The Bond: Connecting through the Space Between Us (cont.)
By Lynne McTaggart
Excerpt of Chapter 11 from The Bond
Power of Working Together
Oklahoma, represents one of the forgotten neighborhoods of America.
The town name, derived from the pioneer habit of traversing a flooded
river by persuading a horse to fjord the river while holding on to
its tail, suggests a place hanging on for its very survival.
of its population of 42,000 consists of Native American families,
with an average per capital income of $27,000 and a house worth about
$60,000. Those businesses that exist in Tailholt mostly cap
employment at minimum wage. With a cemetery within each mile of a
twelve-mile radius, the most prosperous activity in Tailholt is
laying its inhabitants to rest.
The citizens of Tailholt had been trying and failing to
get fresh water every year since 1999. Many members of the community
had constant problems with their water sources. Wells ran dry, taps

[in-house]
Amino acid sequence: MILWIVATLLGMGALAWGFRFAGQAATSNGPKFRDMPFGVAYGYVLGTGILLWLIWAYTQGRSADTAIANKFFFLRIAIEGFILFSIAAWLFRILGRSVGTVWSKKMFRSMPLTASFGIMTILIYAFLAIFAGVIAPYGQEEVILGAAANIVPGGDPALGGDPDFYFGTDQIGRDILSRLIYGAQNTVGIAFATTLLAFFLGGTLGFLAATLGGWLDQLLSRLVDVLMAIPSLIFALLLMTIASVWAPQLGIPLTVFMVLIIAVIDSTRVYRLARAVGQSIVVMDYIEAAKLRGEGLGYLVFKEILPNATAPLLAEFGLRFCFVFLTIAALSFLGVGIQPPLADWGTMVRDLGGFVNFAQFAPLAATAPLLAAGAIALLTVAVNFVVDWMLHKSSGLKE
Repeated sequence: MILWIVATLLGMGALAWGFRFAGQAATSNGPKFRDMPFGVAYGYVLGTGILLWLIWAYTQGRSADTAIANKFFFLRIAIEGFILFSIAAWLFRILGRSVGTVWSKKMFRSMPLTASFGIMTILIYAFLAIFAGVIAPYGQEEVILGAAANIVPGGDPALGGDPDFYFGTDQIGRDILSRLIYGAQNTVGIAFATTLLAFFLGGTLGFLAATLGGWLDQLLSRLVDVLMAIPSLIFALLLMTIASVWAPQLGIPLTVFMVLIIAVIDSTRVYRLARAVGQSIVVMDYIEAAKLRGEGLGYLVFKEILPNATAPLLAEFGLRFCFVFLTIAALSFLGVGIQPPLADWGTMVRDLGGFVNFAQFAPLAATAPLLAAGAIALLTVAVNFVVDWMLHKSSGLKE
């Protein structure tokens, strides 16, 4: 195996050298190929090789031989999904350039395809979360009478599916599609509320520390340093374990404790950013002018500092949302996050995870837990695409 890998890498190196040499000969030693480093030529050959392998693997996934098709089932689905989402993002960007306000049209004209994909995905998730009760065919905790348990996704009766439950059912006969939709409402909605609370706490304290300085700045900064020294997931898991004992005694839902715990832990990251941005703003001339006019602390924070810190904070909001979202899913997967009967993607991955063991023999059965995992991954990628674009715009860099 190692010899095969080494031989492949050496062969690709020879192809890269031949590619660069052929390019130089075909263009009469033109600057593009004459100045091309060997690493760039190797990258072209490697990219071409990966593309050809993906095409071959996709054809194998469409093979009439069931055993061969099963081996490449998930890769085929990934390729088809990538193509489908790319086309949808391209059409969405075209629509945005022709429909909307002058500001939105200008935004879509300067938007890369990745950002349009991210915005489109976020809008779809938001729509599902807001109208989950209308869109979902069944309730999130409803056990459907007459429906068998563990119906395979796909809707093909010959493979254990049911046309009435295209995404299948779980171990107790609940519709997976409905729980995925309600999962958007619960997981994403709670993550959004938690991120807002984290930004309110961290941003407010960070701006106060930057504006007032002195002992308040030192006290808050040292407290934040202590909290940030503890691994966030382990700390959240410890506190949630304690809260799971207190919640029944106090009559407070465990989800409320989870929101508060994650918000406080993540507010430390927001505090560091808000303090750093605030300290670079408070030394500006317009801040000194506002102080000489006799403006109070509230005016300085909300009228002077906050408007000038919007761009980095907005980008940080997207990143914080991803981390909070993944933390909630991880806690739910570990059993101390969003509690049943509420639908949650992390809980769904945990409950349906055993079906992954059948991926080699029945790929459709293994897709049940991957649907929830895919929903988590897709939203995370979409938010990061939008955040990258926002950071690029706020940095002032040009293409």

had low pressure, water was contaminated, or just smelled or tasted
Protection Agency has strict guidelines about coliform bacteria,
which give an indication of the amount of harmful microorganisms in
the water, and the maximum number of coliform bacteria per milliliter
that constitutes water fit to drink. Certain forms—called fecal
coliform bacteria—can make people ill. Fifty-eight percent of
Tailholt households failed the coliform test. Every annual
application to the national Indian Health Services to fund a new
pipeline through a grant available to Indian communities had been
rejected on the grounds of expense. There was just too little federal
money to go around.
Tailholt residents were also desperate for a large
community center as a central meeting place for organized activities.
Again, it looked as though the vast cost of the project would never
be picked up by the federal government.